[That’s a lie, right there.  If 650 people show up at a town meeting, and the reporter says that “several” people showed up, that reporter is a liar, and should be fired.  If 6,500 people show up at the State House to protest a bill, and the reporter says that “dozens” showed up, he’s a liar, and should be fired.  If a crowd fills the Rose Bowl, and the reporter calls them “hundreds,” he should be fired.  The March for Life is, year after year, the largest peaceful assembly of people in the nation.  To know this, and to fail to report it, is to be a liar.  Not to know this is to be a moron; no third possibility exists.  Meanwhile, a gun control protest was held in the same place a few days later, and “thousands” were reported to have taken part in it, when the actual number was about 1,000.  The two stories together show an exaggeration of 50,000 to 65,000 percent, in favor of what the reporter favors.]

marched through Washington to the steps of the U.S. Supreme Court on Friday to protest the landmark decision that legalized abortion.

 

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How PR attempt against Life Marchers played out at MSNBC

YouTube Preview Image Earlier this week, I looked at how a PR push from a progressive group called Faith in Public Life, which attempted to distract from the annual human rights march in defense of unborn children, became a New York Times article. I got a lot of feedback on that piece, and I appreciate all of the kind words about it. I also got quite a bit of feedback from people who suggested I was naive to think this was surprising or noteworthy — as if this is just standard operating behavior from the media.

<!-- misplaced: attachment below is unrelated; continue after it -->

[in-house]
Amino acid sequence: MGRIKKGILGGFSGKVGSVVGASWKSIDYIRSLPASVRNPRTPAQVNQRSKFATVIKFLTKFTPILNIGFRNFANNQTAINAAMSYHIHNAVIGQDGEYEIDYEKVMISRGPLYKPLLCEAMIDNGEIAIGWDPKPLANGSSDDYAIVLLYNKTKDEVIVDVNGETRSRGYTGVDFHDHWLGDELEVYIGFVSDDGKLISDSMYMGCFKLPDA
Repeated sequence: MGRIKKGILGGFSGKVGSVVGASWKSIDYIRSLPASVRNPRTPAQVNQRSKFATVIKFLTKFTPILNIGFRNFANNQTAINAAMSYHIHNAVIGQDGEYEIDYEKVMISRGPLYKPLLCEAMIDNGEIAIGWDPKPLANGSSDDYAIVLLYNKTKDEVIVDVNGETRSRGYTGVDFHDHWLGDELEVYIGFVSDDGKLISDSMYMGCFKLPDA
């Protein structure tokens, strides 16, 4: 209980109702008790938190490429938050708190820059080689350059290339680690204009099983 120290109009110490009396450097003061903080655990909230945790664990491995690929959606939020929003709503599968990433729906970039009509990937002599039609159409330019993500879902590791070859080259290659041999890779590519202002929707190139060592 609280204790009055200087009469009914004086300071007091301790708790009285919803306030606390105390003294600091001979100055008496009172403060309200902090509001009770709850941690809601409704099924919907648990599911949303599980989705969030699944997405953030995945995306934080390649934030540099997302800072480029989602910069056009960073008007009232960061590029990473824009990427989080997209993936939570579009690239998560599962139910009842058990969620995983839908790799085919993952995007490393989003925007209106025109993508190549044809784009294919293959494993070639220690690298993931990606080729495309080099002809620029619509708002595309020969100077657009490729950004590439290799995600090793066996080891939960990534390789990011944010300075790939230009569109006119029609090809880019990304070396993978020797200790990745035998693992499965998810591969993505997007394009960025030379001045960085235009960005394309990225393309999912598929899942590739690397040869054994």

I was the media critic who had a hard time believing that Faith in Public Life would simultaneously run a PR campaign suggesting that the Catholic bishops were being too political when they fought for religious liberty and a PR campaign for a hyper-political anti-Paul Ryan bus tour featuring a couple of nuns. I further found it impossible to believe that the media would swallow both campaigns whole without even mentioning that these were both highly funded and savvy PR campaigns from a group with tons of connections to the Obama campaign. (Why do journalists always like to claim they’re about afflicting the comfortable or speaking truth to power? I don’t see it as much as they do.)

Anywho, I get the criticism that I was naive to be surprised or outraged by this press release being transposed into the pages of the New York Times but (and, as Pee Wee Herman says, everyone he knows has a big “but”), this really was a particularly egregious example of the larger problems the media have in covering the pro-life movement. To that end, you may be heartened to know that more than a few reporters wrote me to say that while they respect the Times’ journalism, they didn’t support this approach and they would encourage fellow reporters to be more skeptical of some PR campaigns (however much we all rely on them for stories).